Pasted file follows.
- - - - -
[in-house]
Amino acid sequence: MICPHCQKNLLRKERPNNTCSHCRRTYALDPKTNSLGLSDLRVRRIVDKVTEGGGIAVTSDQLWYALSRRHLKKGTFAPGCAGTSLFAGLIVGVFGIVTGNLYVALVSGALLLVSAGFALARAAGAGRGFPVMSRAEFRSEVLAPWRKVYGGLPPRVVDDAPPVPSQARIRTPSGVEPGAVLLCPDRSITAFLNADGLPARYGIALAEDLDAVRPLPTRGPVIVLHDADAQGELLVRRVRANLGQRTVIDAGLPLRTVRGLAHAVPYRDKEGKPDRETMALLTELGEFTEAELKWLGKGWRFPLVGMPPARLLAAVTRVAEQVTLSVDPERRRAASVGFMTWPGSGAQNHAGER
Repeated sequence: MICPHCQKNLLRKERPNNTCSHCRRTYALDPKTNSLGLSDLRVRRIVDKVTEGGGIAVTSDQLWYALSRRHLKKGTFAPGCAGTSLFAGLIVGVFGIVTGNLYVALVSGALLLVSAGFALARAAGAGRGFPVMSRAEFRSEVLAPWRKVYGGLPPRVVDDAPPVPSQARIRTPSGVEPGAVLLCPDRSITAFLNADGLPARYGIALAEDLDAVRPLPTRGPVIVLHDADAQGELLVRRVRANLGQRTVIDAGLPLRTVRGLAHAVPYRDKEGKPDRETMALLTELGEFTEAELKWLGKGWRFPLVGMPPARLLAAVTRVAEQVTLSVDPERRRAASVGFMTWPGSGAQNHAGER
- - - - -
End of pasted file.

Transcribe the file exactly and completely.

[in-house]
Amino acid sequence: MICPHCQKNLLRKERPNNTCSHCRRTYALDPKTNSLGLSDLRVRRIVDKVTEGGGIAVTSDQLWYALSRRHLKKGTFAPGCAGTSLFAGLIVGVFGIVTGNLYVALVSGALLLVSAGFALARAAGAGRGFPVMSRAEFRSEVLAPWRKVYGGLPPRVVDDAPPVPSQARIRTPSGVEPGAVLLCPDRSITAFLNADGLPARYGIALAEDLDAVRPLPTRGPVIVLHDADAQGELLVRRVRANLGQRTVIDAGLPLRTVRGLAHAVPYRDKEGKPDRETMALLTELGEFTEAELKWLGKGWRFPLVGMPPARLLAAVTRVAEQVTLSVDPERRRAASVGFMTWPGSGAQNHAGER
Repeated sequence: MICPHCQKNLLRKERPNNTCSHCRRTYALDPKTNSLGLSDLRVRRIVDKVTEGGGIAVTSDQLWYALSRRHLKKGTFAPGCAGTSLFAGLIVGVFGIVTGNLYVALVSGALLLVSAGFALARAAGAGRGFPVMSRAEFRSEVLAPWRKVYGGLPPRVVDDAPPVPSQARIRTPSGVEPGAVLLCPDRSITAFLNADGLPARYGIALAEDLDAVRPLPTRGPVIVLHDADAQGELLVRRVRANLGQRTVIDAGLPLRTVRGLAHAVPYRDKEGKPDRETMALLTELGEFTEAELKWLGKGWRFPLVGMPPARLLAAVTRVAEQVTLSVDPERRRAASVGFMTWPGSGAQNHAGER